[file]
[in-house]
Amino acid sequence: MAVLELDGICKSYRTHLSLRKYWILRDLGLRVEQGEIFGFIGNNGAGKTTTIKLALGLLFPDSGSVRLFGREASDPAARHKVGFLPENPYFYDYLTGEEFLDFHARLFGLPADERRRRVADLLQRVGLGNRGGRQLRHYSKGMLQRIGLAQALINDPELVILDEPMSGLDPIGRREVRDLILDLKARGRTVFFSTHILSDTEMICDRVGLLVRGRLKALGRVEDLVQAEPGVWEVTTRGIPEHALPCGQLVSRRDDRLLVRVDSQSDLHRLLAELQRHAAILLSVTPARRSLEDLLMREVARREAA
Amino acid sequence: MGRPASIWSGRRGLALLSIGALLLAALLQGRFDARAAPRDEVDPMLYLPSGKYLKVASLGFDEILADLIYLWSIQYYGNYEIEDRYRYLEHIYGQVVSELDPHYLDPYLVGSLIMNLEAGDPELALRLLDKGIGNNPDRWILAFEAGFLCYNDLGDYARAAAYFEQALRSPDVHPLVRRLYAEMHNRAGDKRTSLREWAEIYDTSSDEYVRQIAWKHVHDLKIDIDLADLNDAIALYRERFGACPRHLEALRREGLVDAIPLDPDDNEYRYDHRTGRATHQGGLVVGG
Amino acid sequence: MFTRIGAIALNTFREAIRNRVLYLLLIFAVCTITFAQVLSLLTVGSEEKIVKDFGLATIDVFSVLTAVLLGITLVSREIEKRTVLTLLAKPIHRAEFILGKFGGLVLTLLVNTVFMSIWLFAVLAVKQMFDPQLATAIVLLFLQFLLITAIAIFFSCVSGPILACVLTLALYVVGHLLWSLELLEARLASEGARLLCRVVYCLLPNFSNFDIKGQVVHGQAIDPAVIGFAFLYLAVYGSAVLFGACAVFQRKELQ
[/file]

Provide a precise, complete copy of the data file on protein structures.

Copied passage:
[in-house]
Amino acid sequence: MAVLELDGICKSYRTHLSLRKYWILRDLGLRVEQGEIFGFIGNNGAGKTTTIKLALGLLFPDSGSVRLFGREASDPAARHKVGFLPENPYFYDYLTGEEFLDFHARLFGLPADERRRRVADLLQRVGLGNRGGRQLRHYSKGMLQRIGLAQALINDPELVILDEPMSGLDPIGRREVRDLILDLKARGRTVFFSTHILSDTEMICDRVGLLVRGRLKALGRVEDLVQAEPGVWEVTTRGIPEHALPCGQLVSRRDDRLLVRVDSQSDLHRLLAELQRHAAILLSVTPARRSLEDLLMREVARREAA
Amino acid sequence: MGRPASIWSGRRGLALLSIGALLLAALLQGRFDARAAPRDEVDPMLYLPSGKYLKVASLGFDEILADLIYLWSIQYYGNYEIEDRYRYLEHIYGQVVSELDPHYLDPYLVGSLIMNLEAGDPELALRLLDKGIGNNPDRWILAFEAGFLCYNDLGDYARAAAYFEQALRSPDVHPLVRRLYAEMHNRAGDKRTSLREWAEIYDTSSDEYVRQIAWKHVHDLKIDIDLADLNDAIALYRERFGACPRHLEALRREGLVDAIPLDPDDNEYRYDHRTGRATHQGGLVVGG
Amino acid sequence: MFTRIGAIALNTFREAIRNRVLYLLLIFAVCTITFAQVLSLLTVGSEEKIVKDFGLATIDVFSVLTAVLLGITLVSREIEKRTVLTLLAKPIHRAEFILGKFGGLVLTLLVNTVFMSIWLFAVLAVKQMFDPQLATAIVLLFLQFLLITAIAIFFSCVSGPILACVLTLALYVVGHLLWSLELLEARLASEGARLLCRVVYCLLPNFSNFDIKGQVVHGQAIDPAVIGFAFLYLAVYGSAVLFGACAVFQRKELQ